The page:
Winter Carnival 2015: Button serves as vital part of Carnival tradition
I am 8 years old, and it’s the night before my favorite holiday. Snow is gently falling, and my small body is wiggling with excitement. I don’t think I can possibly sleep tonight; tomorrow, my parents are going to take me to see “The Man.” He only comes once a year, on this special night … The Lighted Man.
I’m squeezing my eyes shut, but I’m still seeing bright lights flash and fireworks dance in my brain. Snow sculptures parade through my thoughts as horses pull lucky children through the streets. It all seems like a dream; waking up to see Steamboat’s streets filled with snow, and kids careening down the main street behind those stunning, beautiful horses.
I’m 8 years old, and I don’t know that the calendar doesn’t designate this week as a holiday. For me, the Winter Carnival has more excitement, tradition and magic than anything I’ve ever experienced.
Someday, I’m going to be one of those lucky children who are brave enough to hold onto that rope behind the horse. Or maybe a cowgirl pulling the athletes along the streets.
Perhaps someday, I’ll be the proud young winner of the annual Winter Carnival button contest, and I will see my artwork appear on thousands of programs and posters across town, announcing the arrival of our unique mountain celebration. More importantly, thousands of people will buy a button hosting my artwork; supporting my favorite holiday.
I’m almost 30 now, and I have returned to Steamboat Springs. I’m a grown adult who works for the Steamboat Springs Winter Sports Club and finds that one of the best parts of my job is helping to ensure that this “holiday” happens.
I think 8-year-old Rory would be proud; I found my glory in those street events by becoming a shovel racer (If I apply for jobs in Steamboat, I put that on my resume, because they know how high an achievement it is). I pursued being a cowgirl, and I even became a button artist. It didn’t happen until I was in high school, but it helped solidify my decision that I was going to pursue my passions and go to art school.
My 8-year-old self would be so proud, because for one week, I was small-town famous, and the love and encouragement from the community helped to push me along the life-path I have chosen.
What’s behind that $10 Winter Carnival Button that is required to spectate or participate in all of the events? I have heard the naysayers commenting, “Why should we purchase a button to walk down the street, or to watch the Night Extravaganza from across the valley?”
But 8-year-old Rory would roll her eyes. They are missing the point of the Winter Carnival button, which, in addition to being your admission ticket to five days of exciting outdoor events with like-minded, winter-loving people, is about tradition. Forty-five years of button-tradition, to be exact.
How else would this carnival happen without our support? If $10 helps to ensure that our community has this unique celebration, and more importantly, that someday our children will grow up to experience the same “holiday,” then it is $10 well spent.
It also supports the very athletes who put on the amazing shows of athleticism — not everyone can soar off of the historic Nordic jumps through a blazing fiery hoop. Most importantly, the button is about hometown pride. I live, breathe and work for the season called “winter.” I have a pair of downhill skis, cross country skis, Telemark skis and a snowboard in my truck at all times. The Winter Carnival is “my” event, just as much as it belongs to every resident, visitor and spectator who can say they love the winter and wear the button.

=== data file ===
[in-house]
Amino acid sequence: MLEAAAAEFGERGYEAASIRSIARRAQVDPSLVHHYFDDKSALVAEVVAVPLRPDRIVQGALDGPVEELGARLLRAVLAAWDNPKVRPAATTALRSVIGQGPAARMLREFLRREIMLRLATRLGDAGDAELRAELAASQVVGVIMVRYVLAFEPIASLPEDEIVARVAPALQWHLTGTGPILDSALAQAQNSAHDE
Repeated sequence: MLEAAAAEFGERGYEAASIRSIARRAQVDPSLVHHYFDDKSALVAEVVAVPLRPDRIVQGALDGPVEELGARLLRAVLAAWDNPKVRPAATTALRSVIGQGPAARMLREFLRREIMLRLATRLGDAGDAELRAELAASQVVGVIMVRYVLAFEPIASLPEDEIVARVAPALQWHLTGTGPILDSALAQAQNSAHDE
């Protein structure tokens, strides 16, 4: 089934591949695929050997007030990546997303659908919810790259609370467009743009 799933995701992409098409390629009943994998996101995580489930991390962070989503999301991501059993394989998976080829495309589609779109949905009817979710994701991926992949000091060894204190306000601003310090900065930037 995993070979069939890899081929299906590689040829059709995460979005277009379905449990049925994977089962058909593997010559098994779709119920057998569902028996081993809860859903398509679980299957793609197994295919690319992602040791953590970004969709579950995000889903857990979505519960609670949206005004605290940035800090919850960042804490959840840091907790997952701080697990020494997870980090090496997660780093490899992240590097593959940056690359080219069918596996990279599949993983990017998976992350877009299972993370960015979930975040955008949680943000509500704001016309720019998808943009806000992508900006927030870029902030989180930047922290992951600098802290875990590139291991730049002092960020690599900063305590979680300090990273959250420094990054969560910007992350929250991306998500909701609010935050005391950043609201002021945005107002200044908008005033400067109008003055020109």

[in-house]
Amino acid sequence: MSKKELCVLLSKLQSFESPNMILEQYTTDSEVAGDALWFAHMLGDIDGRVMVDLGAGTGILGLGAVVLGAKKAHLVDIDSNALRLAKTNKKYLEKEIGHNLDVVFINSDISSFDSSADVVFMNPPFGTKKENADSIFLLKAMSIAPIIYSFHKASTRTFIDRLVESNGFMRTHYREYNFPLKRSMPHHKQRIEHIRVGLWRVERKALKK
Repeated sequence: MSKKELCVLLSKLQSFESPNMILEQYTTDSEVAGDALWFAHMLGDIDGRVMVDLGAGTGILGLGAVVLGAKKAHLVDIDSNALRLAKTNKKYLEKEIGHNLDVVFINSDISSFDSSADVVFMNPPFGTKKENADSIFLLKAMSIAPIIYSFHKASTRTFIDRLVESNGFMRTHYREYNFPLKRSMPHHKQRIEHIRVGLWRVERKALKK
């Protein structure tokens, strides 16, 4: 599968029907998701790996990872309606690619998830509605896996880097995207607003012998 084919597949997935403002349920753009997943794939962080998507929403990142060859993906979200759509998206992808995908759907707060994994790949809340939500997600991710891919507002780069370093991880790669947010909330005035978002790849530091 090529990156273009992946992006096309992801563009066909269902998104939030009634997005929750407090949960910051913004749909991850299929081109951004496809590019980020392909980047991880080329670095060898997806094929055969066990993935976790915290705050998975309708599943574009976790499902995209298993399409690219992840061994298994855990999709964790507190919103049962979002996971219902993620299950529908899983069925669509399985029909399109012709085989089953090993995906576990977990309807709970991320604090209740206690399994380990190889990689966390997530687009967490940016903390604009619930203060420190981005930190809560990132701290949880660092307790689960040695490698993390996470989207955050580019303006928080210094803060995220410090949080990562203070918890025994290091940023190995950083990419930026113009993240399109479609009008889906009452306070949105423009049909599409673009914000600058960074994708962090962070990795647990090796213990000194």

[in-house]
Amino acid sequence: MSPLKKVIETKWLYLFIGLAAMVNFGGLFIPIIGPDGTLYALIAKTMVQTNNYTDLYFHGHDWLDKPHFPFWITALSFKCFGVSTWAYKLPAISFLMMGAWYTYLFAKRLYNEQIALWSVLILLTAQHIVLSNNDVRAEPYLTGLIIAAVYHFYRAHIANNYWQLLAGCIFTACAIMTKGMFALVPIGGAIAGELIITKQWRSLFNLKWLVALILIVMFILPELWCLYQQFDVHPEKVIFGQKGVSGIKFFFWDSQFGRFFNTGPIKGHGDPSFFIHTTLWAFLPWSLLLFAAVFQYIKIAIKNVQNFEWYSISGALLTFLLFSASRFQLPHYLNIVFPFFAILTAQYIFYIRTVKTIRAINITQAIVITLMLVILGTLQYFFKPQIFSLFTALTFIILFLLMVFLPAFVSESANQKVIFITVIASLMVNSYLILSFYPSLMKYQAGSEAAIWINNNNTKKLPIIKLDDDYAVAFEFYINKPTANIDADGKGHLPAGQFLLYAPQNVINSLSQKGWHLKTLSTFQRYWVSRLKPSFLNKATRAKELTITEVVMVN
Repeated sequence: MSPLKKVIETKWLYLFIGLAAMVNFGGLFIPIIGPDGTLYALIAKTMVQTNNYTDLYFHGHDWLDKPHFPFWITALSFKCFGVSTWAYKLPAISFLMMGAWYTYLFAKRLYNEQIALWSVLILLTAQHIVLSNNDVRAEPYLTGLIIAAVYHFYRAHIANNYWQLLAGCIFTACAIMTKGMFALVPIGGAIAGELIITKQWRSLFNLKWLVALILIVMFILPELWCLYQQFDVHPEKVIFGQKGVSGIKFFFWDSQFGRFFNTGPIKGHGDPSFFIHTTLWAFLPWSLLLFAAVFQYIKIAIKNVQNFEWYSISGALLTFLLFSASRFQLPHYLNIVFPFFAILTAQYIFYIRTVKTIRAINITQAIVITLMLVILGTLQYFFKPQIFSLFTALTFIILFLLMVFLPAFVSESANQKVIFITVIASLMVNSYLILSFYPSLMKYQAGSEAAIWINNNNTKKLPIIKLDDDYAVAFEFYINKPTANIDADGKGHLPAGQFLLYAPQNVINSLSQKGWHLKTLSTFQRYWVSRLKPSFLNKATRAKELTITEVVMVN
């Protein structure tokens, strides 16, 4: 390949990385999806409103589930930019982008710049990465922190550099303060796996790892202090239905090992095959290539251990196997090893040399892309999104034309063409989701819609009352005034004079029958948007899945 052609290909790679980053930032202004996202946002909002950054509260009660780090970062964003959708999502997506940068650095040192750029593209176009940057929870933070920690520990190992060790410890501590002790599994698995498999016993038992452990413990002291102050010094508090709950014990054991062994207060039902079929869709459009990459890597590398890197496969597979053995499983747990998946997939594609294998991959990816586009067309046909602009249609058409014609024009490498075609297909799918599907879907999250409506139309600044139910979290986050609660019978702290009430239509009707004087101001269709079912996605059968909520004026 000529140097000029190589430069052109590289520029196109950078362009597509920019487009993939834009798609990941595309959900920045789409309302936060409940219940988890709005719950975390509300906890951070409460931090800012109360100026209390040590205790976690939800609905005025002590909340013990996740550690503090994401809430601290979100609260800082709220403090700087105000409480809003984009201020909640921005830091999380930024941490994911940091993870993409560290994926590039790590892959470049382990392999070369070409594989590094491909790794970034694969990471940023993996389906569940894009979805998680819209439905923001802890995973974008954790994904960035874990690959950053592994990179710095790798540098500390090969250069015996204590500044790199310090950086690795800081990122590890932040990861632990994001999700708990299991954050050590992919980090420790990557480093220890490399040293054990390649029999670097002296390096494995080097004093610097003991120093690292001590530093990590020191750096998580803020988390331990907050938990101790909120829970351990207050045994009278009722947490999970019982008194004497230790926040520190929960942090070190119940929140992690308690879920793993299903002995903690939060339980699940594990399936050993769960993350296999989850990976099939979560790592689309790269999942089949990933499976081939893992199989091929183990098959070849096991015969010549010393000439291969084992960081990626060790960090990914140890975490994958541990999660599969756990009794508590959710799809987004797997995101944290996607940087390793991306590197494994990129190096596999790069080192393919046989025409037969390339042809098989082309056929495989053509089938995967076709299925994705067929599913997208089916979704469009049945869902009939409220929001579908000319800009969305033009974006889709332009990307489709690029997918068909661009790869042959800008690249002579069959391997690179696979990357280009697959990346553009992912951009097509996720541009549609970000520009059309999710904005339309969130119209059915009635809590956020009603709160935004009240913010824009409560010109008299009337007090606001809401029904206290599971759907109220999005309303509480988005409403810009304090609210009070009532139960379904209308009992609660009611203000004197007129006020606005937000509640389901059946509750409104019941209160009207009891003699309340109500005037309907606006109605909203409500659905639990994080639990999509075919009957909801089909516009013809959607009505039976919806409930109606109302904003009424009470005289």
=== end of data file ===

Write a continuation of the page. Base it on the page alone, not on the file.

This year, I am proud to see 10-year-old button contest winner Caroline Gilchrist’s artwork across town in windows and on lapels, let alone be displayed on the official Winter Carnival website (www.WinterCarnivalSteamboat.com). Her design features the fiery hoop, cut out of construction paper, and an athlete in the Night Extravaganza silhouetted in glitter soaring above the houses in town.
In Steamboat, Winter Carnival buttons embody the excitement of the celebration and are collected like stamps and rare currency — a reminder of the amazing heritage our town has.
For me, it celebrates a childhood that I was lucky to live. It reminds me of the snow sculptures we carved on the streets in high school that took weeks of drawing, preparation and planning, only to find it takes seconds to lop the head off of the giant turtle you were trying to carve. It reminds me of the mix of fear and guts it takes that first time you hitch up to be pulled by a wild horse in front of a cheering crowd. The button brings back the excitement of bundling up, heading to Howelsen Hill and watching the Lighted Man and his crazy entourage of ski patrollers and youths who think skiing with flares is a good idea. (Let’s be honest, I was jealous of those kids, too.)
I encourage all of you — residents, visitors, children and athletes — to come celebrate with us. Build the excitement for your children so they may have memories as wonderful as mine. Purchase your buttons before the carnival starts and wear them proudly. When you see her, smile at button designer Caroline Gilchrist; she is representing all of the future button artists, athletes, cowgirls and cowboys out there who someday will be cheered for in the Winter Carnival.
Let the festivities begin! (And save me a place on one of those shovels!)
— Rory Clow, marketing director Steamboat Springs Winter Sports Club
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STEAMBOAT SPRINGS — Explore a mix of in-person and virtual events happening this weekend in Routt County.